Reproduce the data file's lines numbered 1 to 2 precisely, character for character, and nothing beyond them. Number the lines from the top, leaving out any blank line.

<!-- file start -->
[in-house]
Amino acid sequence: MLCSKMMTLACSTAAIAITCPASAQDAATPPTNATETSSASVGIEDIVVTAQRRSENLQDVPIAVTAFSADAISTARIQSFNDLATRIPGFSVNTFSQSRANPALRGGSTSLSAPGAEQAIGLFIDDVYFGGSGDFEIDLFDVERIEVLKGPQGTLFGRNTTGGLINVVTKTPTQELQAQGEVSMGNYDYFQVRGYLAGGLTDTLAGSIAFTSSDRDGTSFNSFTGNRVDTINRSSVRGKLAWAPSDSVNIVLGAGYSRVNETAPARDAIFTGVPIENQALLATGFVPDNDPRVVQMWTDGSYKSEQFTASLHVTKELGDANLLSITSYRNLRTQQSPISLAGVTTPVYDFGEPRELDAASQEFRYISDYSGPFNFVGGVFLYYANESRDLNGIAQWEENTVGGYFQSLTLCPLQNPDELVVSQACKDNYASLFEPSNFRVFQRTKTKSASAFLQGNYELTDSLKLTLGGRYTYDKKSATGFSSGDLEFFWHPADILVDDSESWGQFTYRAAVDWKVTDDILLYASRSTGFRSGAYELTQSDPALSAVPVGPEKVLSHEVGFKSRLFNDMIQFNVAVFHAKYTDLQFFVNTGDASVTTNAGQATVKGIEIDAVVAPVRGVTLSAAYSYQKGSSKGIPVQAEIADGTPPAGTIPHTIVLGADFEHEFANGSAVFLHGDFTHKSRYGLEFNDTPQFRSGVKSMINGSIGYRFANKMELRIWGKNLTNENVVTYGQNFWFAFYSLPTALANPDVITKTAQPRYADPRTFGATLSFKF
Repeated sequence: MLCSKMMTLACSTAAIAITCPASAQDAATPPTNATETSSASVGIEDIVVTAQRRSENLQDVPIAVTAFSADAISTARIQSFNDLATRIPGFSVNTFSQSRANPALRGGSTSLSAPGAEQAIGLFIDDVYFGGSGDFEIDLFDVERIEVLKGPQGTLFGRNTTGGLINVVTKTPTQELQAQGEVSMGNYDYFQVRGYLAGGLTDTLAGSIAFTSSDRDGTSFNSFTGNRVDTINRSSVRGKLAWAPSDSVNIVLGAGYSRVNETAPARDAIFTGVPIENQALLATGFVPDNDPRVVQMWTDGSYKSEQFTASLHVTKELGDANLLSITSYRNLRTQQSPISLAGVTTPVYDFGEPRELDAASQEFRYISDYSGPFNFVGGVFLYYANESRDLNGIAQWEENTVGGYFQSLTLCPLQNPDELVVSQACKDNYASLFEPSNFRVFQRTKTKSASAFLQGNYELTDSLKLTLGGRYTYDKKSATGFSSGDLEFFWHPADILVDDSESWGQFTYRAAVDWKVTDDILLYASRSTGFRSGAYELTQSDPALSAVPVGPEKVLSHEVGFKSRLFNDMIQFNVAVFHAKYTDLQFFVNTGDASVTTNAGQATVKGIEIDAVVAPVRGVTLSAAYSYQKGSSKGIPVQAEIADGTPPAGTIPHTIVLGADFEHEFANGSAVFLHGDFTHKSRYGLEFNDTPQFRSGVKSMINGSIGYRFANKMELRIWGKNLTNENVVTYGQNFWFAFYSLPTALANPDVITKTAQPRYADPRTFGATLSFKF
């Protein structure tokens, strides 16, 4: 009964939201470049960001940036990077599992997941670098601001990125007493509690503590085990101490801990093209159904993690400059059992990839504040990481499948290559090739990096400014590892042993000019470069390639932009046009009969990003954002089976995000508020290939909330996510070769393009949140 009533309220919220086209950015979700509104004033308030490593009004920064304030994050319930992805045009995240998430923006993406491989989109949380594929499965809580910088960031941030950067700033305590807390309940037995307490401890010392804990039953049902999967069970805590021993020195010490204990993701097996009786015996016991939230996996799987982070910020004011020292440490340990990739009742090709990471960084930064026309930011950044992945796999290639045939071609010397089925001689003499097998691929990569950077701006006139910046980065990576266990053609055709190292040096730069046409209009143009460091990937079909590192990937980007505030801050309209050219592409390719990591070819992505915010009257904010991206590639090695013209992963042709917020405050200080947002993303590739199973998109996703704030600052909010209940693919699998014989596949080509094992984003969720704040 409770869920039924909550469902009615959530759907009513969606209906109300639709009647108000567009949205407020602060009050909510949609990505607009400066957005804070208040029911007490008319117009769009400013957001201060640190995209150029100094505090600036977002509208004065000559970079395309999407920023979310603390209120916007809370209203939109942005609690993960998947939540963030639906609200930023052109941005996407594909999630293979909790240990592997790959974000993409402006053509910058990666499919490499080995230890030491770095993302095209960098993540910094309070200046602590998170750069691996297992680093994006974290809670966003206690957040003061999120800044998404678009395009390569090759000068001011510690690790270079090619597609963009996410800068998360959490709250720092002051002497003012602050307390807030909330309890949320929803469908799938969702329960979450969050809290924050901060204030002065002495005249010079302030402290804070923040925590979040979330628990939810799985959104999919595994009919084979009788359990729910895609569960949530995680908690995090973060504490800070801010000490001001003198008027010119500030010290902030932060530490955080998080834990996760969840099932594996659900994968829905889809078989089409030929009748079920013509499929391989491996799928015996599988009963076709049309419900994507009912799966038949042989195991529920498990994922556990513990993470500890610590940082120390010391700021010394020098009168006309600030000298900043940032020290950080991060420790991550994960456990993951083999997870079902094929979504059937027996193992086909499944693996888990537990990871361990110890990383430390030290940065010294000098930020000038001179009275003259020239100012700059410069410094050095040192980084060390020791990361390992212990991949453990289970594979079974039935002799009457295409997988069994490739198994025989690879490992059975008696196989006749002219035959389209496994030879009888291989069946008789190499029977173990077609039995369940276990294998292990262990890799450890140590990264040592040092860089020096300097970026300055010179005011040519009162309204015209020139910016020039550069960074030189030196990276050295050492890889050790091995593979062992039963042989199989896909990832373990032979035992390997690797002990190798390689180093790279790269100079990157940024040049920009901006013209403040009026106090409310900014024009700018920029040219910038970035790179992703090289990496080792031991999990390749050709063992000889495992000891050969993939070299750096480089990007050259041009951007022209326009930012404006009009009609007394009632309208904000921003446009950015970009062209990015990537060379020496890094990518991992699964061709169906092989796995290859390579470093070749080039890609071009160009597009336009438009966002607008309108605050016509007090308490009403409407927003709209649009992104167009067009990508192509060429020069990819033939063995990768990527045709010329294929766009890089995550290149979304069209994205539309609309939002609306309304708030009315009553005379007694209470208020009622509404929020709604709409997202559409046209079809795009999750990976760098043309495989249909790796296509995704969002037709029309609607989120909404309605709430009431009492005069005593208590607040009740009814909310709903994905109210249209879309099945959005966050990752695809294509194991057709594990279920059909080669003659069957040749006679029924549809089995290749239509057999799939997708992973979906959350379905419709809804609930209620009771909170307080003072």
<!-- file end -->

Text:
[in-house]
Amino acid sequence: MLCSKMMTLACSTAAIAITCPASAQDAATPPTNATETSSASVGIEDIVVTAQRRSENLQDVPIAVTAFSADAISTARIQSFNDLATRIPGFSVNTFSQSRANPALRGGSTSLSAPGAEQAIGLFIDDVYFGGSGDFEIDLFDVERIEVLKGPQGTLFGRNTTGGLINVVTKTPTQELQAQGEVSMGNYDYFQVRGYLAGGLTDTLAGSIAFTSSDRDGTSFNSFTGNRVDTINRSSVRGKLAWAPSDSVNIVLGAGYSRVNETAPARDAIFTGVPIENQALLATGFVPDNDPRVVQMWTDGSYKSEQFTASLHVTKELGDANLLSITSYRNLRTQQSPISLAGVTTPVYDFGEPRELDAASQEFRYISDYSGPFNFVGGVFLYYANESRDLNGIAQWEENTVGGYFQSLTLCPLQNPDELVVSQACKDNYASLFEPSNFRVFQRTKTKSASAFLQGNYELTDSLKLTLGGRYTYDKKSATGFSSGDLEFFWHPADILVDDSESWGQFTYRAAVDWKVTDDILLYASRSTGFRSGAYELTQSDPALSAVPVGPEKVLSHEVGFKSRLFNDMIQFNVAVFHAKYTDLQFFVNTGDASVTTNAGQATVKGIEIDAVVAPVRGVTLSAAYSYQKGSSKGIPVQAEIADGTPPAGTIPHTIVLGADFEHEFANGSAVFLHGDFTHKSRYGLEFNDTPQFRSGVKSMINGSIGYRFANKMELRIWGKNLTNENVVTYGQNFWFAFYSLPTALANPDVITKTAQPRYADPRTFGATLSFKF